...two vintage "Made in Japan" tea sets, complete with their original boxes!
I couldn't believe my luck! Fabulous--especially when I asked the price. $5 apiece! I will have to do some pricing research, but I have no doubt these will be snapped up. Of the two sets, one is perfect (well, as perfect as a cheap little set of dishes for a child was made in the first place) and the other set has a small chip in each plate.
If, for some bizarre reason, these don't sell, I'm jolly well happy to keep them! Little granddaughters will enjoy playing with them someday. Of course, I'll have to test the glaze for lead. A friend of mine was stunned to find the vintage "Made in Japan"honey pot she'd been using for her family for months tested positive. I wouldn't have even thought about it if she hadn't told me about her experience.
Anyway, I was happy! I also found a gorgeous quilted nylon (acetate?) twin bedspread with a beautiful rose print. I'll get some photos of that soon and share it with you. It cost $9.99 (whatever is going on with Goodwill's prices these days, considering they get all the stuff for free?) but as I love it dearly I felt it was worth the price.
On a non-junking note, I've been puttering around again, trying to solve a sock problem. If there's anything that drives me wild, it's little short socks (we used to call them "footies") sliding down my heel and bunching up inside my shoe. When I was growing up in Florida during the 1970s, this was never a problem. The footies had a little pompom on the back of the heel to keep them from sneaking down inside the shoe. I haven't seen this style in decades, so I decided to experiment with making my own.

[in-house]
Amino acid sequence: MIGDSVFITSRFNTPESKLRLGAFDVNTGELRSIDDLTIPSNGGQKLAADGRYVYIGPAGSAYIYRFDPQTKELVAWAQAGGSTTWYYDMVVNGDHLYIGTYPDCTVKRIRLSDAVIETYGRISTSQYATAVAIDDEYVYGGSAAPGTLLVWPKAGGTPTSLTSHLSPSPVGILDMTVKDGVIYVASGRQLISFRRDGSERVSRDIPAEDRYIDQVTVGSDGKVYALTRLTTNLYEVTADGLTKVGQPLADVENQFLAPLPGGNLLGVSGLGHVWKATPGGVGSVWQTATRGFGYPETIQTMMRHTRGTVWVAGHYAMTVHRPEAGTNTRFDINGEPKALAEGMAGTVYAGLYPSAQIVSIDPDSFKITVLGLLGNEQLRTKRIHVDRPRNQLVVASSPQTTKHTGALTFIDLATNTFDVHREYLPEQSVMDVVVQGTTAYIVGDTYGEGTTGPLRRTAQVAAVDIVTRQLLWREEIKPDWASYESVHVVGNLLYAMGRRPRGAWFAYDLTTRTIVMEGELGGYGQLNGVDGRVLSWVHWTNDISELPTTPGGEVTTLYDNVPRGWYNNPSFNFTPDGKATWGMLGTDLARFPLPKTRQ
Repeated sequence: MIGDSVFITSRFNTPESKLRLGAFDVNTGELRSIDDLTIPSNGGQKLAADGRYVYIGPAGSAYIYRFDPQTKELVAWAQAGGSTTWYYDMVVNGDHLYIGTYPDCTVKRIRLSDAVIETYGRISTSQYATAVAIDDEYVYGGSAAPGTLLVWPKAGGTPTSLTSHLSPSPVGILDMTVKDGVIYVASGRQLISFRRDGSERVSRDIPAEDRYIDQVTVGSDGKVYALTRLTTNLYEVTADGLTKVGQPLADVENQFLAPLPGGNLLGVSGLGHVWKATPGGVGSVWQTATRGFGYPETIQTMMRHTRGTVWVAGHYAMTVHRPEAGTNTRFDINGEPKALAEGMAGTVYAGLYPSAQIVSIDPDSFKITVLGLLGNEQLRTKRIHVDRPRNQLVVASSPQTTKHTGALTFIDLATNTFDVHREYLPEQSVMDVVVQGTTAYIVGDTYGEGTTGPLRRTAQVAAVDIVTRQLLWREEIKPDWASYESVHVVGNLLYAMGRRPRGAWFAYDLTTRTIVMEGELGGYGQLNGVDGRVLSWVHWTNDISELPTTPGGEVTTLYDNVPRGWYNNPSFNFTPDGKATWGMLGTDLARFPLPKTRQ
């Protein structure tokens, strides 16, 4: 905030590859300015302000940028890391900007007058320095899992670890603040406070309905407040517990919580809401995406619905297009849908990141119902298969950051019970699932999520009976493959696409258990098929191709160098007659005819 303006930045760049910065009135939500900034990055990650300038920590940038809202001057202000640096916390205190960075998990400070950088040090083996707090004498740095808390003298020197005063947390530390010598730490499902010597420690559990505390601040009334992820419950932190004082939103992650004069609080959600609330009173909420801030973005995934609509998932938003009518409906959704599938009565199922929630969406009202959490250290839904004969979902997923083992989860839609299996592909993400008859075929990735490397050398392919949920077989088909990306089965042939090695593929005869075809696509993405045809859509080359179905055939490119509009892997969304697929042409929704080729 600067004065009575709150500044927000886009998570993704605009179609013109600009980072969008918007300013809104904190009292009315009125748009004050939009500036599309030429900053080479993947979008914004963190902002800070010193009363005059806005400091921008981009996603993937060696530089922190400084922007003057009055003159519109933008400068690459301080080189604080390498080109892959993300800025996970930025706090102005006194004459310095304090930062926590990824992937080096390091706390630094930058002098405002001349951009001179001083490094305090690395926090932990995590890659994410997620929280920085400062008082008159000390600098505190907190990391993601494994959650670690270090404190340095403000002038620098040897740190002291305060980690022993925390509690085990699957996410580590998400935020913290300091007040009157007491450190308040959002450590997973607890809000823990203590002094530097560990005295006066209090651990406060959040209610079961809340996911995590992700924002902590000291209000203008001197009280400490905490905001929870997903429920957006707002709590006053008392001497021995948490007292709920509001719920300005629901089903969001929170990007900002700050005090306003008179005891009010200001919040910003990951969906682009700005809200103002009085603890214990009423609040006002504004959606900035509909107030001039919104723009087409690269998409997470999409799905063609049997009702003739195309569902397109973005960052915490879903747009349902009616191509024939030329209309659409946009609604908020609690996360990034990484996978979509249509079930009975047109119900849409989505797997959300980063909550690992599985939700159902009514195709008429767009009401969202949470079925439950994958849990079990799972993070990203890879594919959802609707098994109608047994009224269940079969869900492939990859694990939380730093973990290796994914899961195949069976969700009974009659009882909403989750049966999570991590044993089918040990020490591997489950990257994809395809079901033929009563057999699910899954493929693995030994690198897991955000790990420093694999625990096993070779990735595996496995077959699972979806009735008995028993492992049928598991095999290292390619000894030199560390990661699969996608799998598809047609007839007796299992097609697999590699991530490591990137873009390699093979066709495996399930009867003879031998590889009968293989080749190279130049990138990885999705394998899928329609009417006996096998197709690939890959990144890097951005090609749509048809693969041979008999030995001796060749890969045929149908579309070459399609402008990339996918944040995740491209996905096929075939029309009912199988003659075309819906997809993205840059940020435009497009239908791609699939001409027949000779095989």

A quick rummage through my stash of vintage trim yielded a variety of pompoms to try. I clipped a few off and tacked one to the back of each sock heel.
It was a pleasant way to wile away a sunny afternoon outside. You can see I did mine by hand, but I don't see why you couldn't attach them using your sewing machine if you'd rather. I attached mine to the inside of each sock, but next time I make these I'm going to see if it works better to sew them onto the outside.
Here's the result of my labor--three pairs of cute, colorful shortie socks (footies, darn it!) with cute, colorful little bouncing pompoms on the back, looking fetching while doing a very useful job.
I made a sensational coffee cake the other morning--heavenly good! You can find the recipe here http://www.kingarthurflour.com/recipes/barbaras-watch-hill-sour-cream-coffeecake-recipe
As usual, I made a few alterations in an attempt to salve my conscience by making it slightly healthy--using a combination of whole wheat pastry flour and hi-maize (high fiber) flour for the unbleached all-purpose flour, and I replaced a wee bit (1/4 cup) of the sugar with NuNaturals MoreFiber Stevia Baking Blend. Oh, and instead of sour cream, I used plain yogurt. Then to complete my desecration, I slathered on a bit of vanilla frosting I had saved in my freezer from a previous baking session--right on top of the warm cake, so it melted and spread around in tasty fashion.Even with my experimenting, this came out so well, it's definitely going to be a recipe "keeper". Really moist, tender, rich, and flavorful!